Today we continue Meg’s tribute to six inspiring women in STEM fields, in celebration of all the women – past, present and future – who unravel the mysteries of the Universe.
“I believe myself to possess a most singular combination of qualities exactly fitted to make me pre-eminently a discoverer of the hidden realities of nature.” – Ada Lovelace
Augusta Ada King-Noel, Countess of Lovelace (1815-1842), daughter of the Romantic poet Lord Byron, was raised by her mathematics-loving mother to find joy in science, logic and mathematics. As a young woman, she was inspired by the new inventions of the industrial revolution to design her own flying machines and other steam-powered machines. She became close friends with Charles Babbage, a celebrated polymath and visionary who was attempting to build a mechanical ‘computer’ (although the word did not exist at the time!). Her detailed notes describing the (incomplete) machine included what is now considered to be the world’s first computer programme, which would make the Countess the world’s first computer programmer. Babbage referred to Ada Lovelace more poetically as “The Enchantress of Numbers”.
“Science and everyday life cannot and should not be separated.” – Rosalind Franklin
From computer programmes to genetic code: one of the most iconic images in science is the double helix structure of deoxyribonucleic acid (DNA). Rosalind Franklin (1920 – 1958) was a chemist and an X-ray crystallographer. If you recognise the term X-ray crystallography, that might be due to a certain Mr White. It’s the use of X-rays to study the structure of tiny molecules. Rosalind Franklin refined the technique and applied it to DNA at a time when little was known about its structure. Her research was vital to the discovery of the double helix structure of DNA. She also used the technique to study coal, graphite, RNA (the smaller cousin of DNA) and viruses.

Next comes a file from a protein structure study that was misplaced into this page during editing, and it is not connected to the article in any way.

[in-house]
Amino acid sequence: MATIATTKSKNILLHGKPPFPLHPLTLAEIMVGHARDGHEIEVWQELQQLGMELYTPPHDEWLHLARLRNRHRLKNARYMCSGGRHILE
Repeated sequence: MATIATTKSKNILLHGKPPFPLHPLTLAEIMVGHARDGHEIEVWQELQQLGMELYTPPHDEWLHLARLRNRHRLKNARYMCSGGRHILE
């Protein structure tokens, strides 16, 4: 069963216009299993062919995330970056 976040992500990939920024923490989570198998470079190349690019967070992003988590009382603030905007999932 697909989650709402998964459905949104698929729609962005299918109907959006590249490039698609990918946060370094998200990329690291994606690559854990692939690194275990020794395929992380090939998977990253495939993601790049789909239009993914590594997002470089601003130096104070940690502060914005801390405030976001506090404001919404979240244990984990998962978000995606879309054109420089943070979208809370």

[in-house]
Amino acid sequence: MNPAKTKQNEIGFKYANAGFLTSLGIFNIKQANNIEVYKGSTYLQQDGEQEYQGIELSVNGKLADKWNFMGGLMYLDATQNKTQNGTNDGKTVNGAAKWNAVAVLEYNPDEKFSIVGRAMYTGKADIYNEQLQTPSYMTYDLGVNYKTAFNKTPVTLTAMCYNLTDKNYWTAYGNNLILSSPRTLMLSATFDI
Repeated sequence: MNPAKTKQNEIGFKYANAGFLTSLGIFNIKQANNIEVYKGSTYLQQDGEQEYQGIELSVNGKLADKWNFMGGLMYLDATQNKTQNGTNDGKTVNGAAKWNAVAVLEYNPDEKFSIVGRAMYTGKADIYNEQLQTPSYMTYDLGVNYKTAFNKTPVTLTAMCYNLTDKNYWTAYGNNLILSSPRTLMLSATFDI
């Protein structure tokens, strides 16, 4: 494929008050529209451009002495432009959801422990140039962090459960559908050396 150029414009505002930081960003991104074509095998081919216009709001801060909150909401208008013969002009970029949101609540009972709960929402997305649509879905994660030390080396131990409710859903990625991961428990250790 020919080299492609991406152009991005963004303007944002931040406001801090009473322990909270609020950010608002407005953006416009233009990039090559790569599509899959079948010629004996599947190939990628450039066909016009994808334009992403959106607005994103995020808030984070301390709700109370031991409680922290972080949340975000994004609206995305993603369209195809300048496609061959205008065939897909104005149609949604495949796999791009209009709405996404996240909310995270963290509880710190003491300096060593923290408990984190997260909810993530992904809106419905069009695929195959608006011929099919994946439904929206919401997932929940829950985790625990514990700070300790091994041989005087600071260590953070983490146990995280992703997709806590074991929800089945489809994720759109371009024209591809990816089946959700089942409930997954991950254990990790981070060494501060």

What makes us human, I think, is an ability to ask questions, a consequence of our sophisticated spoken language.” – Jane Goodall
Quite simply, Jane Goodall’s achievements are completely awe-inspiring. She is the only human being to ever have been accepted into chimpanzee society, the head of an Institute that has revolutionised attitudes towards conservation, and a UN messenger of peace. Born in 1934, Goodall had a fascination with wildlife from a young age. In 1960 she began studying a group of chimpanzees in Tanzania, breaking the norms of scientific study by naming instead of numbering the chimpanzees and forming close bonds with them. Goodall made many discoveries about the chimpanzees in the thirty years she spent with them. Until Goodall’s research, it was believed that humans were the only animals to use tools and that chimpanzees were vegetarian. Goodall observed the chimpazees using and adapting sticks to ‘fish’ for termites in their next, and hunting monkeys as a group. She also discovered that chimpanzees have unique personalities and personal bonds within their groups, and that they could be aggressive as well as peaceful and affectionate.